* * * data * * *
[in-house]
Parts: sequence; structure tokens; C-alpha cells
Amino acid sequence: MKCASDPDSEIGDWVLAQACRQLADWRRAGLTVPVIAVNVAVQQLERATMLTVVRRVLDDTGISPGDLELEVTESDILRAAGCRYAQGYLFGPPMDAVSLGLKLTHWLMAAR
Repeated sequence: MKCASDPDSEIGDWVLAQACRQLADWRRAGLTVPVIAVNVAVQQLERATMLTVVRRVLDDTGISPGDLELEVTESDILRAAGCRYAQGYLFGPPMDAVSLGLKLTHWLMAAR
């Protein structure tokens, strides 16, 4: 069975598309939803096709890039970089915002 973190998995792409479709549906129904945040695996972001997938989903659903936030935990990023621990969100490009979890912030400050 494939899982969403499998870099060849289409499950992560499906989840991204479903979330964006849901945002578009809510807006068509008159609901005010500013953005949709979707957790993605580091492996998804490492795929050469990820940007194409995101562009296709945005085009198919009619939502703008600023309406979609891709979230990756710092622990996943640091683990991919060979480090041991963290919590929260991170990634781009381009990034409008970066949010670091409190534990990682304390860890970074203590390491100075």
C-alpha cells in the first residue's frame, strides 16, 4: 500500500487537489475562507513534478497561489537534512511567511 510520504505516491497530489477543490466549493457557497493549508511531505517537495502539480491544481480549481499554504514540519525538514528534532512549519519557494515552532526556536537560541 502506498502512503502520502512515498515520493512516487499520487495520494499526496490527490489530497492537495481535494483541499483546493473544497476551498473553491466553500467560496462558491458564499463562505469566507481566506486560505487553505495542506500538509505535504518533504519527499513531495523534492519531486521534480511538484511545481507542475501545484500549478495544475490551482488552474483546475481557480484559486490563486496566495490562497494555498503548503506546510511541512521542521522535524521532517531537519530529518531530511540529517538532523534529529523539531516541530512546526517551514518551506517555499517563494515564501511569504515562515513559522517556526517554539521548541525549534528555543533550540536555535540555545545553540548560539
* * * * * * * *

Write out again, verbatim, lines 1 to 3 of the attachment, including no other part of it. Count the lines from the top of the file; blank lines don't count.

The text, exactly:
[in-house]
Parts: sequence; structure tokens; C-alpha cells
Amino acid sequence: MKCASDPDSEIGDWVLAQACRQLADWRRAGLTVPVIAVNVAVQQLERATMLTVVRRVLDDTGISPGDLELEVTESDILRAAGCRYAQGYLFGPPMDAVSLGLKLTHWLMAAR